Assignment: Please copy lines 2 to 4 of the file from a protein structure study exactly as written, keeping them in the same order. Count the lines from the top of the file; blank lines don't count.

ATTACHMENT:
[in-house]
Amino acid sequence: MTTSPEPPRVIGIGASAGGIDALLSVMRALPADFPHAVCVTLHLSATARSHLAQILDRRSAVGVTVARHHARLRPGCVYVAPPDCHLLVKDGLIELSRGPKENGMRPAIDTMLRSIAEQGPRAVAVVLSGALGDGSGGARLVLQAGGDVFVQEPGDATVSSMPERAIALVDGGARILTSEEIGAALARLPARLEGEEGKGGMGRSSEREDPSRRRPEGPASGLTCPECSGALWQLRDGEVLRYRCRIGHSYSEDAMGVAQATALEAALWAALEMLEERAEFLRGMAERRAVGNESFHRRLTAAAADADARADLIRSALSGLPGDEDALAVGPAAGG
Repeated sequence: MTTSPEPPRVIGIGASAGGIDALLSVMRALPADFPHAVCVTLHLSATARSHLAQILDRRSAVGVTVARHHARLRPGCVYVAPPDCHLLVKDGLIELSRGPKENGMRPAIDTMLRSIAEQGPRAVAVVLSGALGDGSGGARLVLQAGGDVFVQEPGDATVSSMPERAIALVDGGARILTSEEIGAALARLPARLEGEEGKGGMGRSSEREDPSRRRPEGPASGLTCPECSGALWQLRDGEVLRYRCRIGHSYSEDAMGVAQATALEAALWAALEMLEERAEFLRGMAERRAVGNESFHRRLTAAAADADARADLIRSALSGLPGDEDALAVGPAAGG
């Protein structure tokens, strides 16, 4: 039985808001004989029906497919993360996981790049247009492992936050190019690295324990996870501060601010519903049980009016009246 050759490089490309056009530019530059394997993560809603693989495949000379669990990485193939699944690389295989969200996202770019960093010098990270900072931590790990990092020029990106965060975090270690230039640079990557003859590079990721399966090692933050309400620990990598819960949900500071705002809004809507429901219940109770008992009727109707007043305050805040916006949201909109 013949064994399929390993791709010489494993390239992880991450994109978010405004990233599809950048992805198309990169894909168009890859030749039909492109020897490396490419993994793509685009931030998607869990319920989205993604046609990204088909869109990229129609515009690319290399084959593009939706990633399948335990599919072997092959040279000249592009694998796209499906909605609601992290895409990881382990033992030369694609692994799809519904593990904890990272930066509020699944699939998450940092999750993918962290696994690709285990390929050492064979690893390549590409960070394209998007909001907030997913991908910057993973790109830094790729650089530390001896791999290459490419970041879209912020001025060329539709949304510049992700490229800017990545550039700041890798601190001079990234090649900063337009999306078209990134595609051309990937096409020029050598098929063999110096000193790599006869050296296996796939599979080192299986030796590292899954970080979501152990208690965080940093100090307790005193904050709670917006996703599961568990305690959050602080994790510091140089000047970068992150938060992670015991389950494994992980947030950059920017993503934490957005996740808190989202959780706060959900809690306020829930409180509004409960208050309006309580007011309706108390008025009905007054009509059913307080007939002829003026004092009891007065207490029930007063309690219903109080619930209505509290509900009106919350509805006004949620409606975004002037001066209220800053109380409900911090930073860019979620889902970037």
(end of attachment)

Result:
Amino acid sequence: MTTSPEPPRVIGIGASAGGIDALLSVMRALPADFPHAVCVTLHLSATARSHLAQILDRRSAVGVTVARHHARLRPGCVYVAPPDCHLLVKDGLIELSRGPKENGMRPAIDTMLRSIAEQGPRAVAVVLSGALGDGSGGARLVLQAGGDVFVQEPGDATVSSMPERAIALVDGGARILTSEEIGAALARLPARLEGEEGKGGMGRSSEREDPSRRRPEGPASGLTCPECSGALWQLRDGEVLRYRCRIGHSYSEDAMGVAQATALEAALWAALEMLEERAEFLRGMAERRAVGNESFHRRLTAAAADADARADLIRSALSGLPGDEDALAVGPAAGG
Repeated sequence: MTTSPEPPRVIGIGASAGGIDALLSVMRALPADFPHAVCVTLHLSATARSHLAQILDRRSAVGVTVARHHARLRPGCVYVAPPDCHLLVKDGLIELSRGPKENGMRPAIDTMLRSIAEQGPRAVAVVLSGALGDGSGGARLVLQAGGDVFVQEPGDATVSSMPERAIALVDGGARILTSEEIGAALARLPARLEGEEGKGGMGRSSEREDPSRRRPEGPASGLTCPECSGALWQLRDGEVLRYRCRIGHSYSEDAMGVAQATALEAALWAALEMLEERAEFLRGMAERRAVGNESFHRRLTAAAADADARADLIRSALSGLPGDEDALAVGPAAGG
């Protein structure tokens, strides 16, 4: 039985808001004989029906497919993360996981790049247009492992936050190019690295324990996870501060601010519903049980009016009246 050759490089490309056009530019530059394997993560809603693989495949000379669990990485193939699944690389295989969200996202770019960093010098990270900072931590790990990092020029990106965060975090270690230039640079990557003859590079990721399966090692933050309400620990990598819960949900500071705002809004809507429901219940109770008992009727109707007043305050805040916006949201909109 013949064994399929390993791709010489494993390239992880991450994109978010405004990233599809950048992805198309990169894909168009890859030749039909492109020897490396490419993994793509685009931030998607869990319920989205993604046609990204088909869109990229129609515009690319290399084959593009939706990633399948335990599919072997092959040279000249592009694998796209499906909605609601992290895409990881382990033992030369694609692994799809519904593990904890990272930066509020699944699939998450940092999750993918962290696994690709285990390929050492064979690893390549590409960070394209998007909001907030997913991908910057993973790109830094790729650089530390001896791999290459490419970041879209912020001025060329539709949304510049992700490229800017990545550039700041890798601190001079990234090649900063337009999306078209990134595609051309990937096409020029050598098929063999110096000193790599006869050296296996796939599979080192299986030796590292899954970080979501152990208690965080940093100090307790005193904050709670917006996703599961568990305690959050602080994790510091140089000047970068992150938060992670015991389950494994992980947030950059920017993503934490957005996740808190989202959780706060959900809690306020829930409180509004409960208050309006309580007011309706108390008025009905007054009509059913307080007939002829003026004092009891007065207490029930007063309690219903109080619930209505509290509900009106919350509805006004949620409606975004002037001066209220800053109380409900911090930073860019979620889902970037």